FreeNAS QA – Our Processes

Do you even QA, bro?
A detailed look at FreeNAS QA Efforts and How They’ve Changed Over Time

In the seven years since iXsystems adopted the FreeNAS storage operating system, we have worked hard to strike a balance between Quality Assurance (QA) provided through the FreeNAS user community and our internal specialized QA focused on our TrueNAS enterprise-grade hardware/software solutions. At one extreme, we have a community of hundreds of thousands of DIYers around the world who come up with hardware and configurations we would never imagine ourselves, which gives us broader QA coverage than any storage company on the planet. At the other end of the spectrum, we have both manual and automated High Availability stress tests that guarantee that TrueNAS storage arrays are ready for any customer’s use case or workload. The balance we’ve struck has worked quite well overall, but from time to time, issues of various severity would still slip through the cracks in new FreeNAS releases. So, we’ve spent the better part of the past year focused on building a continuous integration and QA process for the FreeNAS 9.x and 11.x releases in order to improve the overall quality of FreeNAS releases by catching as many issues as possible before they reach the community as well as shorten the FreeNAS -> TrueNAS release cycle.

Before joining iXsystems, I performed a “feat of strength” by writing a test suite using the available FreeNAS/TrueNAS REST API documentation. At this time, the VP of Engineering for FreeNAS/TrueNAS 9.x (Kris Moore) was just getting automated QA off the ground for FreeNAS. He was looking for someone to build upon the tests he had started and to extend the testing by writing many additional tests which he didn’t have the time to implement. His framework consisted of several shell scripts that would send commands to a FreeNAS or TrueNAS system using the REST API to do things such as create a user, provision storage, setup an NFS share, and mount the share. When the tests were executed, the framework collected the results in XML format and published them to Jenkins, the open source continuous integration software we use here at iXsystems.

Here are some examples of my pull request and what the test directory looked like at that specific point:

You can also find the publicly available documentation for the FreeNAS/TrueNAS REST API at


Here are what the test results looked like by the numbers in their original form:

  • 5 AFP tests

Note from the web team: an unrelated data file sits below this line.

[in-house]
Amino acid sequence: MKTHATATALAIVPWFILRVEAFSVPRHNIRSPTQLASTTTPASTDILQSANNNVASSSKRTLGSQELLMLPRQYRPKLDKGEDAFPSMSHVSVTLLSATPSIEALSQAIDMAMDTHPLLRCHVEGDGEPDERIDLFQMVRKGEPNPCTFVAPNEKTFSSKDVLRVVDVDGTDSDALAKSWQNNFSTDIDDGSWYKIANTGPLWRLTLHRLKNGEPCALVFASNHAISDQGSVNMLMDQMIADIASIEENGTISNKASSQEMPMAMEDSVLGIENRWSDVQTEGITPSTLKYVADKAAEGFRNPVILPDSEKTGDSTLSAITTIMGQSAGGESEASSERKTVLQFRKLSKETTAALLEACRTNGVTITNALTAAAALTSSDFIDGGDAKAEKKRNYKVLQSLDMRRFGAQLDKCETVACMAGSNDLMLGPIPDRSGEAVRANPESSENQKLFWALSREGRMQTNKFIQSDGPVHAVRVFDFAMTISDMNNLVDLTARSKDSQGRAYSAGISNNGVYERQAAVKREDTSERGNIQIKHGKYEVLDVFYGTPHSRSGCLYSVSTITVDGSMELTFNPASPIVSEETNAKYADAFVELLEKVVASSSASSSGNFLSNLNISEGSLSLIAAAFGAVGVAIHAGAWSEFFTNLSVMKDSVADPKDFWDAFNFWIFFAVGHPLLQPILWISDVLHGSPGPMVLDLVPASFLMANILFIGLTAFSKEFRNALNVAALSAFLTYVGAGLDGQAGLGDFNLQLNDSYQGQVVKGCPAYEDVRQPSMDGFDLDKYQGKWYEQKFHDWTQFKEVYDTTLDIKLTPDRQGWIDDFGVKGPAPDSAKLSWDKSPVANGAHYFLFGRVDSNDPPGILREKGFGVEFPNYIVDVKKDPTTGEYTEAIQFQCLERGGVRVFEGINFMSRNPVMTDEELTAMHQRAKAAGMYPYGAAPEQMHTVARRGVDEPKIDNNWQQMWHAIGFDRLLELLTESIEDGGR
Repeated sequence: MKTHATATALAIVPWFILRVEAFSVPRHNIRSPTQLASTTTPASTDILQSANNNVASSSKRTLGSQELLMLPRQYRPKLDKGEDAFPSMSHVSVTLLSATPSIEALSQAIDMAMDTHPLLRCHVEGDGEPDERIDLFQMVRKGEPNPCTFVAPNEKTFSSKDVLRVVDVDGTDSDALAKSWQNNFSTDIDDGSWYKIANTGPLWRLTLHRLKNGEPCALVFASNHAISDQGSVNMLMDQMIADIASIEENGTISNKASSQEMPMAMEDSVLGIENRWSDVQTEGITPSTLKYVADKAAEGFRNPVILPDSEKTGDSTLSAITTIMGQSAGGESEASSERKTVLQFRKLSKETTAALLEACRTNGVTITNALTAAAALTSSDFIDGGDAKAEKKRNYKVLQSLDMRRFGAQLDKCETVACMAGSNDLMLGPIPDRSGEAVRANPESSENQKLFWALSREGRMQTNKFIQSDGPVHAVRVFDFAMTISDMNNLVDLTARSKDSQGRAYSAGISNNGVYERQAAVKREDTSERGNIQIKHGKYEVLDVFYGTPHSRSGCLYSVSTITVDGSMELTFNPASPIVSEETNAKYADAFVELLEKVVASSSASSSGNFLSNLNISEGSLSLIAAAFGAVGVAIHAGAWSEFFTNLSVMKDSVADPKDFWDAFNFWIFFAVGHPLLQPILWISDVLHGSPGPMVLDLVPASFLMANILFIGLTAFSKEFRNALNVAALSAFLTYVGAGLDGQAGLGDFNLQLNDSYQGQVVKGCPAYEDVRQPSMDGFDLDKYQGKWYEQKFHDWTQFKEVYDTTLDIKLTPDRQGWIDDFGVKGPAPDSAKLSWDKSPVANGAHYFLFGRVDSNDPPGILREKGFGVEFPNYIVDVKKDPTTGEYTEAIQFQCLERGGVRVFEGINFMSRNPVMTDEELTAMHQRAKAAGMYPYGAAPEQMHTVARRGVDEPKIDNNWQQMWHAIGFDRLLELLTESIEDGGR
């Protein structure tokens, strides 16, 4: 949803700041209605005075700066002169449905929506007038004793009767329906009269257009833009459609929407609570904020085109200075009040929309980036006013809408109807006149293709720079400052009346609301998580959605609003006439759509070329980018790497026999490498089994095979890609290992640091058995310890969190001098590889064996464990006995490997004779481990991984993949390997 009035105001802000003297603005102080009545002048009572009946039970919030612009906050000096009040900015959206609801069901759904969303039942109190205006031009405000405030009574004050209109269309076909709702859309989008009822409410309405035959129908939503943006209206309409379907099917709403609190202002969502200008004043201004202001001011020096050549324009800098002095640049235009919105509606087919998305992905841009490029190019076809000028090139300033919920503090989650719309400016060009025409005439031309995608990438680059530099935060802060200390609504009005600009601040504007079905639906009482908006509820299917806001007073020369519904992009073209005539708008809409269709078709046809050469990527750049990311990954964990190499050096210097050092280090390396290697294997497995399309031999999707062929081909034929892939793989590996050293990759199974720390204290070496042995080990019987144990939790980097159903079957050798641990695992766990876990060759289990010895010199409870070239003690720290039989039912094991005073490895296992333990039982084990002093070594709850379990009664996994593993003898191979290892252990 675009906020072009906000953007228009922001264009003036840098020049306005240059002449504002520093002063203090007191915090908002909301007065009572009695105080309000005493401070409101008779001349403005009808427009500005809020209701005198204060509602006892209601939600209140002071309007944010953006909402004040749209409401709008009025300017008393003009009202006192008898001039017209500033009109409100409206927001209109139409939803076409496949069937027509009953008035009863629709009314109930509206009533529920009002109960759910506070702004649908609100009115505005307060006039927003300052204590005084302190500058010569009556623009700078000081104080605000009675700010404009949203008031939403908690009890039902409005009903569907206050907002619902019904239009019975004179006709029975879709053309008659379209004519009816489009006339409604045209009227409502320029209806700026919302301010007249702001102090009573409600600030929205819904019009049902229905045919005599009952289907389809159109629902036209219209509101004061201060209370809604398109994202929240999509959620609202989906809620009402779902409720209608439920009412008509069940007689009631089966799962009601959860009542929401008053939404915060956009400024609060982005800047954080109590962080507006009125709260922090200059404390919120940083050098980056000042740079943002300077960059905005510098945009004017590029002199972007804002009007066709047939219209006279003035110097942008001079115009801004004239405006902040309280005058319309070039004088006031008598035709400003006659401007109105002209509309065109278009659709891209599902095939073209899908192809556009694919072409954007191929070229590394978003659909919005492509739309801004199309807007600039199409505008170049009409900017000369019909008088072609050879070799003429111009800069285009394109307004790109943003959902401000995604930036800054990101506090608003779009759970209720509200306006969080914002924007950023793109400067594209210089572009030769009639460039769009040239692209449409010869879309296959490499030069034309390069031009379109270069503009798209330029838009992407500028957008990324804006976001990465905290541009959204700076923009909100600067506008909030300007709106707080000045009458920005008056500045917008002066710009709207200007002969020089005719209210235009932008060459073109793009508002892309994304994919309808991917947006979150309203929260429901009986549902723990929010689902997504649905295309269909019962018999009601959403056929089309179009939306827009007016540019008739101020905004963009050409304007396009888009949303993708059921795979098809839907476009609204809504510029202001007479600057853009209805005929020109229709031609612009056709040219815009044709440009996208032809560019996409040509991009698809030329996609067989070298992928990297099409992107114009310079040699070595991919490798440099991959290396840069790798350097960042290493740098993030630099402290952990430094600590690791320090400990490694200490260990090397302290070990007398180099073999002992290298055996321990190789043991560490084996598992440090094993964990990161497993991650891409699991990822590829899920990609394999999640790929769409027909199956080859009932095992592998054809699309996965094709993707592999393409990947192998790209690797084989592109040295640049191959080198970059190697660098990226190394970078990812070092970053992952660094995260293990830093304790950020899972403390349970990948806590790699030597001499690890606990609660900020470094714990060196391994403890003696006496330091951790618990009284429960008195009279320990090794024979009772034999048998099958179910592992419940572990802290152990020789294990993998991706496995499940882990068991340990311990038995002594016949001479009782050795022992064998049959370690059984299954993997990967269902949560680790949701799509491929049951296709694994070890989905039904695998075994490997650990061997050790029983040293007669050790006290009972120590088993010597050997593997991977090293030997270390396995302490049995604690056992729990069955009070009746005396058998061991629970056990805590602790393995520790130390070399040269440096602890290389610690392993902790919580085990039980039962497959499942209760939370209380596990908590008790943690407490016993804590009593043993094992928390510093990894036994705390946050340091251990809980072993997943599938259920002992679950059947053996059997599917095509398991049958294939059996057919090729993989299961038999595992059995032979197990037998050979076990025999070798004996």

• 3 Boot environment tests
  • 1 Debugging test
  • 1 DynDns test
  • 1 Email test
  • 3 FTP tests
  • 1 iSCSI test
  • 6 Jail tests
  • 12 NFS tests
  • 4 RSYNC tests
  • 14 CIFS tests
  • 2 SSH tests
  • 7 Storage tests
  • 3 User tests

The initial suite of 63 tests clearly left room for improvement. I realized that only one or two of the NFS/CIFS tests actually ran client tests to verify that a share could successfully mount and be written to. During my first 8 months at iXsystems, I expanded the framework and brought the test count to 358. This included adding support for testing all services with a number of clients, including integration with popular directory services like AD and LDAP.

Today, when an engineer commits to a repository, it triggers an incremental build of the software they have modified and runs this series of tests against our nightly builds which are publicly available at This allows the QA team to verify if the latest build will install as well as upgrade successfully to an existing system. If the new build installs successfully, we then initiate the test suite to determine which areas of functionality may be impacted by each commit.

As of this writing, we automate 541 tests, including the ability to test from remote clients such as Windows and macOS. These tests catch many issues long before they reach the STABLE development branches on which we base our FreeNAS releases and updates. For simple issues, we notify the developer responsible for the triggering commit. For more complex issues, the QA team becomes closely involved with a number of developers, both internal and those from upstream software projects, to determine the root cause and best fix. More often than not, we have a good match between the size of the issue detected and the effort needed to remedy it, and fixes often reach active development before the next nightly build.

We integrate or use several Open Source projects in our testing processes. These include the AngularJS user interface toolkit used in the new FreeNAS UI, the Protractor AngularJS test suite, and the Selenium browser automation tool. We have reported a number of issues with these applications to their maintainers, including those we found in the Python scripting language at the heart of FreeNAS.

In addition to automation, QA has grown in other areas such as scenario testing. Going beyond the automation to cover basic functionality testing, we extended our manual testing capabilities to cover far more complex configuration scenarios. Until recently, we only performed hands-on testing with our TrueNAS enterprise arrays, but we have since extended these tests to include FreeNAS releases. As a result, we tailor a very targeted checklist of what to test based on the commits that went in between major FreeNAS releases.

Since we are an Open Source company, our test framework is open source as well. We welcome suggestions for additional tests and your code contributions. Testing is a great way to get familiar with the FreeNAS development process and who knows, you might even want to join the team as I have!

The FreeNAS REST API Tests:

The FreeNAS UI Tests:

The test suite repo where you can report issues and make suggestions:

Joe Maloney, QA Supervisor, iXsystems

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